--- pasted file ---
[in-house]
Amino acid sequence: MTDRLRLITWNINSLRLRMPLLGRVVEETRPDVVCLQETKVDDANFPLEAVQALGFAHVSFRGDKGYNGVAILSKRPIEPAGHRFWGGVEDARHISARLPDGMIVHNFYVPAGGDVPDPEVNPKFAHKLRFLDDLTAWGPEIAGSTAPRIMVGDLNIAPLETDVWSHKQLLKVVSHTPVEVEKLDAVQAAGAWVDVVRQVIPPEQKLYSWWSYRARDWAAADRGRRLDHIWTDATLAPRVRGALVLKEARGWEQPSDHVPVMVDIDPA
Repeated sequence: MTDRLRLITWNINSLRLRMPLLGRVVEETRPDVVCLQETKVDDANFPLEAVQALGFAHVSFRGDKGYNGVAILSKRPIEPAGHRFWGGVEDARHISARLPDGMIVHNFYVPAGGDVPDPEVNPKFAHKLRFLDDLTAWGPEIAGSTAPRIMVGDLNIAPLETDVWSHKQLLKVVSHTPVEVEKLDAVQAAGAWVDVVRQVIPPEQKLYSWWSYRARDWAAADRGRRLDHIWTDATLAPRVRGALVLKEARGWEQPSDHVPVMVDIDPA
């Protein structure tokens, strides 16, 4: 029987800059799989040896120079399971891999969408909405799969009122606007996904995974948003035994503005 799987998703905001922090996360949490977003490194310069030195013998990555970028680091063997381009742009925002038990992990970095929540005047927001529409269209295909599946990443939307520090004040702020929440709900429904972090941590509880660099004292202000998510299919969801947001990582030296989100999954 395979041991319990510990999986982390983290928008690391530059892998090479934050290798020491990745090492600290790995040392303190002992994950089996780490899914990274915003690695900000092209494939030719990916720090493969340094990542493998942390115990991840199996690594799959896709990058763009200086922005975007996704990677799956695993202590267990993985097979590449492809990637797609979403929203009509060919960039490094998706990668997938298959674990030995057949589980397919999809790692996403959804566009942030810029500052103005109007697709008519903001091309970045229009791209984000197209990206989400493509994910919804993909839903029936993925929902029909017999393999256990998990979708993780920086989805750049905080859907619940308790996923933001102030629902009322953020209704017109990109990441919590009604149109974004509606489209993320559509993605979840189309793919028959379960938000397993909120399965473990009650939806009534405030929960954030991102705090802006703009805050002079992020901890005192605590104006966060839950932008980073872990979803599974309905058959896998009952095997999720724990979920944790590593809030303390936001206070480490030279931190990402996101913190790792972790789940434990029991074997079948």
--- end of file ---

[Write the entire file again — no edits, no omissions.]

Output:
[in-house]
Amino acid sequence: MTDRLRLITWNINSLRLRMPLLGRVVEETRPDVVCLQETKVDDANFPLEAVQALGFAHVSFRGDKGYNGVAILSKRPIEPAGHRFWGGVEDARHISARLPDGMIVHNFYVPAGGDVPDPEVNPKFAHKLRFLDDLTAWGPEIAGSTAPRIMVGDLNIAPLETDVWSHKQLLKVVSHTPVEVEKLDAVQAAGAWVDVVRQVIPPEQKLYSWWSYRARDWAAADRGRRLDHIWTDATLAPRVRGALVLKEARGWEQPSDHVPVMVDIDPA
Repeated sequence: MTDRLRLITWNINSLRLRMPLLGRVVEETRPDVVCLQETKVDDANFPLEAVQALGFAHVSFRGDKGYNGVAILSKRPIEPAGHRFWGGVEDARHISARLPDGMIVHNFYVPAGGDVPDPEVNPKFAHKLRFLDDLTAWGPEIAGSTAPRIMVGDLNIAPLETDVWSHKQLLKVVSHTPVEVEKLDAVQAAGAWVDVVRQVIPPEQKLYSWWSYRARDWAAADRGRRLDHIWTDATLAPRVRGALVLKEARGWEQPSDHVPVMVDIDPA
């Protein structure tokens, strides 16, 4: 029987800059799989040896120079399971891999969408909405799969009122606007996904995974948003035994503005 799987998703905001922090996360949490977003490194310069030195013998990555970028680091063997381009742009925002038990992990970095929540005047927001529409269209295909599946990443939307520090004040702020929440709900429904972090941590509880660099004292202000998510299919969801947001990582030296989100999954 395979041991319990510990999986982390983290928008690391530059892998090479934050290798020491990745090492600290790995040392303190002992994950089996780490899914990274915003690695900000092209494939030719990916720090493969340094990542493998942390115990991840199996690594799959896709990058763009200086922005975007996704990677799956695993202590267990993985097979590449492809990637797609979403929203009509060919960039490094998706990668997938298959674990030995057949589980397919999809790692996403959804566009942030810029500052103005109007697709008519903001091309970045229009791209984000197209990206989400493509994910919804993909839903029936993925929902029909017999393999256990998990979708993780920086989805750049905080859907619940308790996923933001102030629902009322953020209704017109990109990441919590009604149109974004509606489209993320559509993605979840189309793919028959379960938000397993909120399965473990009650939806009534405030929960954030991102705090802006703009805050002079992020901890005192605590104006966060839950932008980073872990979803599974309905058959896998009952095997999720724990979920944790590593809030303390936001206070480490030279931190990402996101913190790792972790789940434990029991074997079948």